In a universe where literary geography could end up saving your life, the books a man reads are clues and hints at what might happen next. Plus, I always make a point of browsing other people’s bookcases to see if we have any works in common. Wilson Taylor has a vast collection, so I’ll restrain myself to only a selection. He owns C.S. Lewis’s The Screwtape LettersPeter Pan in Scarlet by Geraldine McCanghrean, Alice’s Adventures in Wonderland and the sequel, Dracula, Gibson’s Idoru, The Mists of Avalon, The Last Unicorn, Inferno, The Neverending Story, and a lot of Dickens (middle image). The shelves in the leftmost image include The Princess Bride, Lolita, Ulysses, Albert Camus’s The Stranger, Steppenwolf, Byron’s The Giaour, Something Wicked This Way Comes, Return to Neverland, and quite a few of the Oz books. The rightmost image reveals Walden, Moby Dick, The Last Man by Mary Shelley, Pride and Prejudice, Les Liasions Dangeureuses (in French, though he owned other French works in English), quite a few of the Tarzan books, and, a personal favorite of mine, The Blue Sword. (I had to use my magnifying glass to read a few of these, by the way.)These titles are presented in a wide range of fonts and sizes and some have no readable title at all. The level of detail here is amazing and it rewards a close eye and promises a variety of allusions in the following volumes. This collection also allows the reader to get a glimpse of the personality and literary influences of Wilson Taylor, a largely absent but hugely important character in Tommy Taylor and the Bogus Identity. Which reminds me, none of the Tommy Taylor books can be seen on these shelves. I don’t know if they’re on one of the other shelves in the room, but there absence in these highly visible shelves is telling.

In a graphic novel as rich and fast-paced as The Unwritten, the little details can fade into the background, but they add nuance and complexity that makes the novel even more impressive and fascinating. After this close inspection of this first volume, I am even more excited to read the next volumes!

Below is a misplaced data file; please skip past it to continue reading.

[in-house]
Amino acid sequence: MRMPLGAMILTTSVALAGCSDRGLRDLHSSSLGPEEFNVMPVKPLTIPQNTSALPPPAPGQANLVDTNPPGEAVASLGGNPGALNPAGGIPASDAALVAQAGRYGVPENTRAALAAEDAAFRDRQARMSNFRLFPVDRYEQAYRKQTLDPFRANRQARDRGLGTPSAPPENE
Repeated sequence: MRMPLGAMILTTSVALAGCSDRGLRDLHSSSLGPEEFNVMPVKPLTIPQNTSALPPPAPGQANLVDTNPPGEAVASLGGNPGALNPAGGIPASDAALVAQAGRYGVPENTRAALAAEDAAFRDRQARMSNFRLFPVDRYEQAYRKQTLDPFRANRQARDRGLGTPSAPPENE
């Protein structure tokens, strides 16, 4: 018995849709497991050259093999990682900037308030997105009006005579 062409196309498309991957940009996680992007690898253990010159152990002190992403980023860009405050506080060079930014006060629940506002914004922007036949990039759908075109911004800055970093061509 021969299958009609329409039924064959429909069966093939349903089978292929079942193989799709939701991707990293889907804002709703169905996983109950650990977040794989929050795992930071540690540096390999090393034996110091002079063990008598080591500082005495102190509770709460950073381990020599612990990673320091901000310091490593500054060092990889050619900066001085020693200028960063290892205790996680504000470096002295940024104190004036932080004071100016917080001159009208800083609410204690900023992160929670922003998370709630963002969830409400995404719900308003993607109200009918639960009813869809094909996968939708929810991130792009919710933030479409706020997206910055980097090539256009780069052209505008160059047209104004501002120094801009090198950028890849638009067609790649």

2 comments for “The (Possibly) Unnoticed in The Unwritten

  1. ldry
    April 4, 2013 at 10:27 pm

    It is interesting that you point out these hidden details because that was one of my favorite things about reading this particular graphic novel. I actually didn’t notice any of the things that you drew attention to in this blog post except that the words swirling around Tommy’s arm on the cover say “stories are the only thing worth dying for.” Just like many of the background details in Watchmen, the ones in this story have just as much significance and add to the novel’s complexity. One of my favorite details to decipher was the letters that appeared in the items that the villain Pullman melted with his hand, which we touched on in the 10 o’clock section a little bit. First of all, there was the cell phone that, when melted, simply spelled “cheap cell phone.” Again when Pullman ruins Sue’s pottery, the words “man made vessel” are depicted in the remaining liquid. Perhaps the most interesting instance of all is when the housekeeper, Mathilde Venner’s, severed head dissolves in Tommy’s hand dripping the words “unanswered questions,” because that is exactly what she represents for Tommy. These small details give the reader more insight into the mystery behind Wilson Taylor’s Tommy Taylor series and how and why it came to be written.